Rival lesbian pirate finds ship immediately. Alliance is formed in no time.

(via divinedorothy)

— 6 hours ago with 74595 notes

"You’re gonna do great today"


"You’re gonna do great today"

(Source: awwww-cute, via size10plz)

— 6 hours ago with 55634 notes



are cats solar powered?? why are they always trying to lie in the sun


what the fuck. i was making a joke but its actually true

(via licoriceplease)

— 6 hours ago with 23050 notes




So you know what I don’t get? Why people repeat words. (x)

Grammar time: it’s called “contrastive reduplication,” and it’s a form of intensification that is relatively common. Finnish does a very similar thing, and others use near-reduplication (rhyme-based) to intensify, like Hungarian (pici ‘tiny’, ici-pici ‘very tiny’).

Even the typologically-distant group of Bantu languages utilize reduplication in a strikingly similar fashion with nouns: Kinande oku-gulu ‘leg’, oku-gulu-gulu ‘a REAL leg’ (Downing 2001, includes more with verbal reduplication as well).

I suppose the difficult aspect of English reduplication is not through this particular type, but the fact that it utilizes many other types of reduplication: baby talk (choo-choo, no-no), rhyming (teeny-weeny, super-duper), and the ever-famous “shm” reduplication: fancy-schmancy (a way of denying the claim that something is fancy).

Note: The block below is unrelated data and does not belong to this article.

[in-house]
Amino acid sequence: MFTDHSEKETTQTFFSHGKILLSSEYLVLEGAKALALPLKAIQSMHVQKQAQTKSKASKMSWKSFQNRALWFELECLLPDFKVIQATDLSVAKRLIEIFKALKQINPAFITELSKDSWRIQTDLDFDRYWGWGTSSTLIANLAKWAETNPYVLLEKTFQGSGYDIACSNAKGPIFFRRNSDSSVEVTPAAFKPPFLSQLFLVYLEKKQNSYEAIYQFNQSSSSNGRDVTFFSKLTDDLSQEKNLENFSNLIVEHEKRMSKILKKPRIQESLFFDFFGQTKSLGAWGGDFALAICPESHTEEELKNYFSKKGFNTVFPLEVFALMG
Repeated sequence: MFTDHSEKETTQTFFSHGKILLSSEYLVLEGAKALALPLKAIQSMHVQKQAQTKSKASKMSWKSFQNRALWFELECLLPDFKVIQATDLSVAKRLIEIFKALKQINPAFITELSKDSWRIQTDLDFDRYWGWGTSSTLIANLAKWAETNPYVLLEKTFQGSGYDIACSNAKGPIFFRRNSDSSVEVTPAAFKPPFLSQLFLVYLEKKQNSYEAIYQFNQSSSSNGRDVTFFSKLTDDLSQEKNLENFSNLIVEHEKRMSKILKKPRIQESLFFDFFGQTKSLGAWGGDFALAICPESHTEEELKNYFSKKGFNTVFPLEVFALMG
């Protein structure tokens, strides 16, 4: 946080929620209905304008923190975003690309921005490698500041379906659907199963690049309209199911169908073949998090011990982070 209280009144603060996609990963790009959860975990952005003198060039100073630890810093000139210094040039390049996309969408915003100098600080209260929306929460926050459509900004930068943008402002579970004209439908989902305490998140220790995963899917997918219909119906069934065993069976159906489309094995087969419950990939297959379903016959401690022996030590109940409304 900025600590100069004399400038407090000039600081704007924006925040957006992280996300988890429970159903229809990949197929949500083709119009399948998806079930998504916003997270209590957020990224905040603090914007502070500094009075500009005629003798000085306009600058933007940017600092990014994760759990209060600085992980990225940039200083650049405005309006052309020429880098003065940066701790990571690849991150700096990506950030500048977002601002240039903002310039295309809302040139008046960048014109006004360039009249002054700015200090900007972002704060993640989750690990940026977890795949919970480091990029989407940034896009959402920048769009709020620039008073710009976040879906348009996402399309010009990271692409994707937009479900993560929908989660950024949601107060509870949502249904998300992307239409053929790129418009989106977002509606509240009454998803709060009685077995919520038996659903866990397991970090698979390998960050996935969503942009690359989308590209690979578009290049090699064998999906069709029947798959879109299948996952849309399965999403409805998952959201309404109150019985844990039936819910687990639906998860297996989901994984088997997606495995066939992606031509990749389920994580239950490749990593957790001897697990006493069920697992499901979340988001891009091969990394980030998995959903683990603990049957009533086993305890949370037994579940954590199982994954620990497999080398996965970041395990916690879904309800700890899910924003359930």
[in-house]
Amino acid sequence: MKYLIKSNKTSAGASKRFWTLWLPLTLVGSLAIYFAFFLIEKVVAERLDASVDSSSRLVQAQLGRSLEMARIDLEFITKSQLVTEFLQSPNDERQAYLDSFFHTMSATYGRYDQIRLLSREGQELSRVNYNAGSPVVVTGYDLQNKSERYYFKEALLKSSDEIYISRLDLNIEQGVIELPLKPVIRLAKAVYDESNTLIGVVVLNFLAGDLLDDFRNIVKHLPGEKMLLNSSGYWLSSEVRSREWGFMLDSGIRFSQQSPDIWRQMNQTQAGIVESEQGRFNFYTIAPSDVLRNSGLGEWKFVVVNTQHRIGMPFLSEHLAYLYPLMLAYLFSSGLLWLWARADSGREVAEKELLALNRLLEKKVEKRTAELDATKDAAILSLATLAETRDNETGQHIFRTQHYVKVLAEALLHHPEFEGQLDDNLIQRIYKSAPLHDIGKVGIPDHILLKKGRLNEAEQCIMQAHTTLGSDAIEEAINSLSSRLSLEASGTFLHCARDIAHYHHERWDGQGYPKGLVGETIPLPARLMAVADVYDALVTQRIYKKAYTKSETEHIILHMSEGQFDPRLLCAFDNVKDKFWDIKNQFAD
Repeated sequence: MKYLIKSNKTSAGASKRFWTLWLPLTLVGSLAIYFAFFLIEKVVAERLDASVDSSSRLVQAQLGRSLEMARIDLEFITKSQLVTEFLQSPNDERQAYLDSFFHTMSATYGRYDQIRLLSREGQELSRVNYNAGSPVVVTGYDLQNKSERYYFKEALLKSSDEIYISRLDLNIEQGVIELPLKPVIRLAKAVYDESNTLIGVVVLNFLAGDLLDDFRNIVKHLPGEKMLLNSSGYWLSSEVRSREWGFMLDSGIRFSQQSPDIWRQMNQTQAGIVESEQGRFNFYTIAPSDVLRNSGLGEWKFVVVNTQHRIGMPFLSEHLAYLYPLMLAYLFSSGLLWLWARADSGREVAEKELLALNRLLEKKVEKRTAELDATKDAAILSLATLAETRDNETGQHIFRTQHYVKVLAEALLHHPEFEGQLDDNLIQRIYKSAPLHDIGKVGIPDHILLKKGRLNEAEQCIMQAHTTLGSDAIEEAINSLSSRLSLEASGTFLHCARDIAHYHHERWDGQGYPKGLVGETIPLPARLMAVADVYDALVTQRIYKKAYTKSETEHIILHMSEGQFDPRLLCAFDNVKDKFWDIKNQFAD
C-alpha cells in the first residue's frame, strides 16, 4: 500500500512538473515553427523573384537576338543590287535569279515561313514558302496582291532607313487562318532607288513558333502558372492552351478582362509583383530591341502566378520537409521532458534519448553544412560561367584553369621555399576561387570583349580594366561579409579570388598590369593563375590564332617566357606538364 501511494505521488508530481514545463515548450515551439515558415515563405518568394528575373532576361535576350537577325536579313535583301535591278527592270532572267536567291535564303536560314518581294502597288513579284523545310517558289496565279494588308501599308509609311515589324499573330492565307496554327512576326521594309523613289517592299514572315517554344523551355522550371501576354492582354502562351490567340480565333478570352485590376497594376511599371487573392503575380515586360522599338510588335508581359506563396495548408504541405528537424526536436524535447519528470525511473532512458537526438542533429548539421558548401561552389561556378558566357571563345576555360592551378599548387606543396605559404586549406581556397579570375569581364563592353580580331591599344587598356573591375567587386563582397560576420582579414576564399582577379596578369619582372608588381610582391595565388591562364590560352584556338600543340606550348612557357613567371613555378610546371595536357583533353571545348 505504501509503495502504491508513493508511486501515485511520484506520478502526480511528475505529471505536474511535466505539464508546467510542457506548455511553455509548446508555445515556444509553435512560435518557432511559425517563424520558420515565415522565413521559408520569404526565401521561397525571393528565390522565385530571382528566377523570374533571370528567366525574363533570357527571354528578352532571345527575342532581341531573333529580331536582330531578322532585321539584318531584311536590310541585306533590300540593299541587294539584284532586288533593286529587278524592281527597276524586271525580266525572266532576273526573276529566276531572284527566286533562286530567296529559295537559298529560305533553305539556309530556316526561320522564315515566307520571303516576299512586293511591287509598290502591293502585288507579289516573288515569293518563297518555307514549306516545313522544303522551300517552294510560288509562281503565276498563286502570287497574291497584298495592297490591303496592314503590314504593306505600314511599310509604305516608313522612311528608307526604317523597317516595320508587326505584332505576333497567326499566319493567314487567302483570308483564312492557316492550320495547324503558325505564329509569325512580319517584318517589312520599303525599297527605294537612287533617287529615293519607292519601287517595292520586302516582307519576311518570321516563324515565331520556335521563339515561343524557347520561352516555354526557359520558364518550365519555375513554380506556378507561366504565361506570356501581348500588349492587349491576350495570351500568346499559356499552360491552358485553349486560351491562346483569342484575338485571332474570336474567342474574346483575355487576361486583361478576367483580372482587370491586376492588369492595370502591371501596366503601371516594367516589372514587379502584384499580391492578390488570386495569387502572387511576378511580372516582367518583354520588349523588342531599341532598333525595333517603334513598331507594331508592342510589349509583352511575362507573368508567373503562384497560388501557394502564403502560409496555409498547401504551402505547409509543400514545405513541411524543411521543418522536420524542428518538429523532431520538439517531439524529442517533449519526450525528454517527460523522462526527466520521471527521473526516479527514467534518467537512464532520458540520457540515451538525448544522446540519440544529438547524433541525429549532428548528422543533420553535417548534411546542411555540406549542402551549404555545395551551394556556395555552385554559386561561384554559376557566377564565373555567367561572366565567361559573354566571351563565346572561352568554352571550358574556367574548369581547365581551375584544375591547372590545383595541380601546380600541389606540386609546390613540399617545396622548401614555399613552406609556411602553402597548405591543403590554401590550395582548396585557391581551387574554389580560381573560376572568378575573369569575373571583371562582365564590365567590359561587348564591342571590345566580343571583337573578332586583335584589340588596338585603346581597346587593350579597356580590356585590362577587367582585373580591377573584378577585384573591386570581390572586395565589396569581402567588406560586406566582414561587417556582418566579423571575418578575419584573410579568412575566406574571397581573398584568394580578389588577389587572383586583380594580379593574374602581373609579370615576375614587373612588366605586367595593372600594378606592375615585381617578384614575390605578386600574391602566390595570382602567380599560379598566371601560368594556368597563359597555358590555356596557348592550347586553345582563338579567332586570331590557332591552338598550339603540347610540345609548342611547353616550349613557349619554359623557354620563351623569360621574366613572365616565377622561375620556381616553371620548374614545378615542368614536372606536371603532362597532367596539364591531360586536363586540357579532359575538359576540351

screams my professor was trying to find an example of reduplication so the next class he came back and said “I FOUND REDUPLICATION IN ENGLISH” and then he said “Milk milk” and everyone was just “what?” and he said “you know when you go to a coffee shop and they ask if you want soy milk and you say ‘no i want milk milk’” and everyone just had this collective sigh of understanding.

Another name for this particular construction is contrastive focus reduplication, and there’s a famous linguistics paper about it which is commonly known as the Salad Salad Paper. You know, because if you want to make it clear that you’re not talking about pasta salad or potato salad, you might call it “salad salad”. The repetition indicates that you’re intending the most prototypical meaning of the word, like green salad or cow’s milk, even though other things can be considered types of salad or milk. 

Can I make love to this post?… Is that a thing that’s possible?

(Source: gifmethat, via geekygirlfitness)

— 7 hours ago with 213517 notes


All this week we will be highlighting #27BiStories from bisexual Advocate journalist Eliel Cruz with graphics by Trivo Studio 

Part 2 — #27BiStories: When Did You Come Out? What Was The Response Like?

Hoping to shine a light on the myths about the bisexual community — both in and out of lesbian, gay, transgender, and queer spaces — The Advocate has launched a four-part series written from interviews with 27 self-identified bisexuals, all of whom happen to be in relationships. Earlier this week, we asked our sources to confont the biggest misconceptions they face as bisexual people, and today, we’re turning our attention to the “coming out” stories that so often unite members of the LGBT community. 

Do those stories provide the same kind of “we’ve all been there” unity that many in the lesbian, gay, and transgender communities experience when sharing their own coming-outs? Or do bisexual people face ridicule and disbelief from the very people who claim to want to liberate others from the closet? Read on to find out. 

This is #27BiStories. 

(via size10plz)

— 9 hours ago with 797 notes